Liz Buchanan BVSc MRCVS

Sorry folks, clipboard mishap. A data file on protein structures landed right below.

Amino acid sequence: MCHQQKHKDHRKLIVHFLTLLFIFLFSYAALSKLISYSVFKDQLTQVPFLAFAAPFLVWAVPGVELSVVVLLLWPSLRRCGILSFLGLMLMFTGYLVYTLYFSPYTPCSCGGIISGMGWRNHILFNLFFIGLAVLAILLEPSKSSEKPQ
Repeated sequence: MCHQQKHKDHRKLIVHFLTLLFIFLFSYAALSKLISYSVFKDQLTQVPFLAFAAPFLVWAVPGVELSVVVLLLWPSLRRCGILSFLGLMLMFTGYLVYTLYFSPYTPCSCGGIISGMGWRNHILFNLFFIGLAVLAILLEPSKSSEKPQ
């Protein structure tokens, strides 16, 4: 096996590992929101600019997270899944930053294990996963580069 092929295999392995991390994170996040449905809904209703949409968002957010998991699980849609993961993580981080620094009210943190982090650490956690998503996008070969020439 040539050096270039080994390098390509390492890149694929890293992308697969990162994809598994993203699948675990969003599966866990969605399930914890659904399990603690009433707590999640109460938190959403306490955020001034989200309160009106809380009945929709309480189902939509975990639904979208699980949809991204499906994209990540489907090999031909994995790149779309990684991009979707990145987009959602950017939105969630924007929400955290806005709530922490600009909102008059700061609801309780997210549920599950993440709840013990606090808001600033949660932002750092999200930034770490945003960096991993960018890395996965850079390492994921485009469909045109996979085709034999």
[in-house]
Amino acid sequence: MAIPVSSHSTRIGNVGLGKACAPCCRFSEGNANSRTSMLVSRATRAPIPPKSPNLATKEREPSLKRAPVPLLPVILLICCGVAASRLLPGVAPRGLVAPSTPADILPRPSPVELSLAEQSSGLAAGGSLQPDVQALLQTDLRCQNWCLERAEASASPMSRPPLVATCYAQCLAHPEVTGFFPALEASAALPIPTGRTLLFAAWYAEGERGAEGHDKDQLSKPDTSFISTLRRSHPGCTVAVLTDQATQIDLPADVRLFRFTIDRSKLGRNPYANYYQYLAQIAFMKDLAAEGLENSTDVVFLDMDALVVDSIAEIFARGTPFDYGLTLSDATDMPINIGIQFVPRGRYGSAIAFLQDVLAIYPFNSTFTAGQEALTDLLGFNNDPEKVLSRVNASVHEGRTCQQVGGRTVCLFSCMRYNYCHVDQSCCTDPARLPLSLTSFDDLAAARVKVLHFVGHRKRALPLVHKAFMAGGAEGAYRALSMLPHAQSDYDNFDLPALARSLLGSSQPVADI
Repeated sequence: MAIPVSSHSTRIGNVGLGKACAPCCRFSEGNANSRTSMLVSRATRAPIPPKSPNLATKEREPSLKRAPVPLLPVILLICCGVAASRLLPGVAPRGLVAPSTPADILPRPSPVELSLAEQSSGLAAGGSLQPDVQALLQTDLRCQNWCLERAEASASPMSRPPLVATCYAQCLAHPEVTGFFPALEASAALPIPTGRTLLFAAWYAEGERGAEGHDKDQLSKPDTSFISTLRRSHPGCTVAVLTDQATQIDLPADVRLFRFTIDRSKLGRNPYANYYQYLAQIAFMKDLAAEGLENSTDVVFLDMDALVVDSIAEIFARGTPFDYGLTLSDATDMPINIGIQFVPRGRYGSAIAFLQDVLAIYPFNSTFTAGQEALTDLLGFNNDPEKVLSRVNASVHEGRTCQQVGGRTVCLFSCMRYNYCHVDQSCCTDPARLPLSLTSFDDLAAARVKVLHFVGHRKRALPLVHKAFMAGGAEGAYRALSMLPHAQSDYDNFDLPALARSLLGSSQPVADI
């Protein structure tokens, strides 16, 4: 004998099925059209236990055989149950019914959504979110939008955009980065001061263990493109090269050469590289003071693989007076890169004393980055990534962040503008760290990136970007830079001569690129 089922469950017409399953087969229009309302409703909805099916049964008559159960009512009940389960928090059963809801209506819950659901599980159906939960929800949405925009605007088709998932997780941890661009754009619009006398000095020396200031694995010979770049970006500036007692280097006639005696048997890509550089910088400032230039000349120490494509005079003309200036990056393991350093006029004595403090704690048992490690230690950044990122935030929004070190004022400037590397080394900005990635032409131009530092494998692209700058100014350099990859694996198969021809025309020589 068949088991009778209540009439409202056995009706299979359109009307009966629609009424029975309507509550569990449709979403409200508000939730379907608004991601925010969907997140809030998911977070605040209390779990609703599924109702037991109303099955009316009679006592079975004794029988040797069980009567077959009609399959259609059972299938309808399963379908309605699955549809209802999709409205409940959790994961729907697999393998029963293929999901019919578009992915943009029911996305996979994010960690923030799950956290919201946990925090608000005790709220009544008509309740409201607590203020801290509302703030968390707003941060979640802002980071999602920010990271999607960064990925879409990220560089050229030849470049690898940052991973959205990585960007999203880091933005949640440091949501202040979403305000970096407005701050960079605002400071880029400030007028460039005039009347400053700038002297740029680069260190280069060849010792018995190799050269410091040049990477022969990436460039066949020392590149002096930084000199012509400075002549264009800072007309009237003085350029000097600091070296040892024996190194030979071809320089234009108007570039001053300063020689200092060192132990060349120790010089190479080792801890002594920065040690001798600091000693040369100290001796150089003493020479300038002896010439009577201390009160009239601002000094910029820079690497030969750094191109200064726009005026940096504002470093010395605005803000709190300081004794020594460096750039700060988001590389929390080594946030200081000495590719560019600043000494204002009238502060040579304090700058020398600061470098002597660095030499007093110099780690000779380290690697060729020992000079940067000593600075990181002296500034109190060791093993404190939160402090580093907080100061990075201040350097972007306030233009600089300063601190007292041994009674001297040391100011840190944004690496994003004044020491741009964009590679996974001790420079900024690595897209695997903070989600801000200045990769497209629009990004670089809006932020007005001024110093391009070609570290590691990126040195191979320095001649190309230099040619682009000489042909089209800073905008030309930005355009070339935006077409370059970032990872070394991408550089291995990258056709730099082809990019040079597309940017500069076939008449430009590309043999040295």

Hello - and as you are finding out, tests to get numbers are only part of the process. Another part of the process is using those data to make decisions relevant to the patient in front of them - and thats where your vet comes in. You say very little of your vet - what is their opinion of the matter? - They know both the dog and the situation at hand. A single injection of certain medications for example, or perhaps exposure to certain moulds from sniffing leaf-litter in the woods, or even growth in a young dog, or exposure to certain supplements, might account for the mild elevations in liver enzymes seen here. Sometimes I would expect ALT to increase two-fold before I considered an elevation to be significant, for example. Teddy is also potentially still growing which may have an impact on the 'normal' levels for his age. For this reason, I do feel that his own qualified veterinary surgeon, with or without the input of a clinical pathologist, should interpret these results which may turn out to be less concerning than they appear. If your vet is concerned, they may suggest that you simply monitor for now, or they might wish to take biopsies or ultrasound the liver.